Amazingly enough, even though its power rating is a minuscule 5 Watts, with the 12″ speaker, this amp can put out some volume! Hence its name “Little Giant.” It probably couldn’t keep up with a drum set and a band going all out, but it can pack a good enough punch to work well in a small venue where lower volume is critical, and it definitely could be put to great use in a studio!

Overall Impressions

What can I say? I dig this amp, much like I dig the Fender Champ 600. But unlike its Fender cousin, the 12″ speaker really lets the amp breath. And speaking of volume, I was quite impressed with the volume control. Unlike many amps that practically max out by 6, the sweep covered by the Little Giant’s volume knob is nice, even and more importantly, wide. Two thumbs up!s

Here’s a video (excuse the dude’s misinformation about Class A amps – damn! That’s even worse than my faux pas about modes 🙂

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Home Studio There are different schools of thought around this subject, but I thought I’d throw in some of my own thoughts, since I’ve been at it awhile. Note that I won’t be talking about techniques necessarily, though I will include some tips and tricks… So without further ado…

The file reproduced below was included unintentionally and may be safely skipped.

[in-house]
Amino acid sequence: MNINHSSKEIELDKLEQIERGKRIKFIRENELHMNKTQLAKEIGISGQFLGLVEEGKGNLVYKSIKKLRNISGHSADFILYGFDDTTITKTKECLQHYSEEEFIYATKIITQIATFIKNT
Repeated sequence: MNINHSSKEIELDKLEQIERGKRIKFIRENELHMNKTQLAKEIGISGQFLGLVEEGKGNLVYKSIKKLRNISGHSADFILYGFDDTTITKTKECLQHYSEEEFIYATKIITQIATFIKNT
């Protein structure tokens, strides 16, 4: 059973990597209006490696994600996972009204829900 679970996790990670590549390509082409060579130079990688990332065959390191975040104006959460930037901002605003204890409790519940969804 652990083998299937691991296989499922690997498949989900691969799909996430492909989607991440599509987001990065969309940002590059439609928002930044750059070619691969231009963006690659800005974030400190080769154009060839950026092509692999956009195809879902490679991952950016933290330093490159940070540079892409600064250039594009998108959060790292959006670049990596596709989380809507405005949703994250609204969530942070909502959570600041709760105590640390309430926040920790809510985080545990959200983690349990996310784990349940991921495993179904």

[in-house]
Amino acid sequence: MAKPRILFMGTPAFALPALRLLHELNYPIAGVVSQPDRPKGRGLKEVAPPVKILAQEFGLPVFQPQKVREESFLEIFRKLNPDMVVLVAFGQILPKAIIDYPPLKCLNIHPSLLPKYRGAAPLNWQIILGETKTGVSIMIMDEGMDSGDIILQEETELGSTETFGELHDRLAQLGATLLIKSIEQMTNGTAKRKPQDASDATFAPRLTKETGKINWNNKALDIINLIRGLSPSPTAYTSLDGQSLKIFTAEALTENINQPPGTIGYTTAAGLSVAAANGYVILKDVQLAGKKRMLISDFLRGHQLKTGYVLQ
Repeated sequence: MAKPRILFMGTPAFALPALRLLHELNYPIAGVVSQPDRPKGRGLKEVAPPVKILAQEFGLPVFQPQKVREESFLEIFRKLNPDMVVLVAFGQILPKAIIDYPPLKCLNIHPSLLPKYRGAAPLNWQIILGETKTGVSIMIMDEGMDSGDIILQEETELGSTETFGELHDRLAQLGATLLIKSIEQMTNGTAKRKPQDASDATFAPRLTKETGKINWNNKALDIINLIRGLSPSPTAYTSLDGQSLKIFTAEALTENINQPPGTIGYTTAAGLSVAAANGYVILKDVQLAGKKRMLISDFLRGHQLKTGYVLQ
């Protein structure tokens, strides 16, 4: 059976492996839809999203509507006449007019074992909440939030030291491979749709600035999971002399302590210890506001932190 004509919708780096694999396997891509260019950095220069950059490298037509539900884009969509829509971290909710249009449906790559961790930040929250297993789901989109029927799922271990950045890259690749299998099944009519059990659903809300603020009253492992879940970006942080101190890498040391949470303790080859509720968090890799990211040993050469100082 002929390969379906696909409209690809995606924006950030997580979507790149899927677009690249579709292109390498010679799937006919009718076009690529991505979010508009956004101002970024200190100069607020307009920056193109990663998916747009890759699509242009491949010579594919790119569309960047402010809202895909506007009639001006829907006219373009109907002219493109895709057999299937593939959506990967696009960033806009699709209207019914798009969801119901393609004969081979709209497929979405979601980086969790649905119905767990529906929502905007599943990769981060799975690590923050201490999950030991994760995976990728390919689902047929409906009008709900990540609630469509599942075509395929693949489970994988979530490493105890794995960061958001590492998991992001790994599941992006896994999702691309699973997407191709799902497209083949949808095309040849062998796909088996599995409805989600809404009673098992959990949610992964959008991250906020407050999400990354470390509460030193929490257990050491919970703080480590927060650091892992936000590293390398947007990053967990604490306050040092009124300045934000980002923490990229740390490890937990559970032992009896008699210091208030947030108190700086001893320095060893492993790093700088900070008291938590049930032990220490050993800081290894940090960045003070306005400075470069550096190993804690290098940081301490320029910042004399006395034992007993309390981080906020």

First, let’s establish something here: You don’t need to buy super-expensive gear to sound good, and you don’t need a lot of equipment. I’ve found that in a lot of cases, while more expensive gear will afford you convenience features, and a better sound quality, for the home studio enthusiast, a lot of times this gear is overkill. I’ll go into some details below, but in my opinion, recording technique is far more important. So with that said, let’s start talking about what I think are essential pieces of equipment: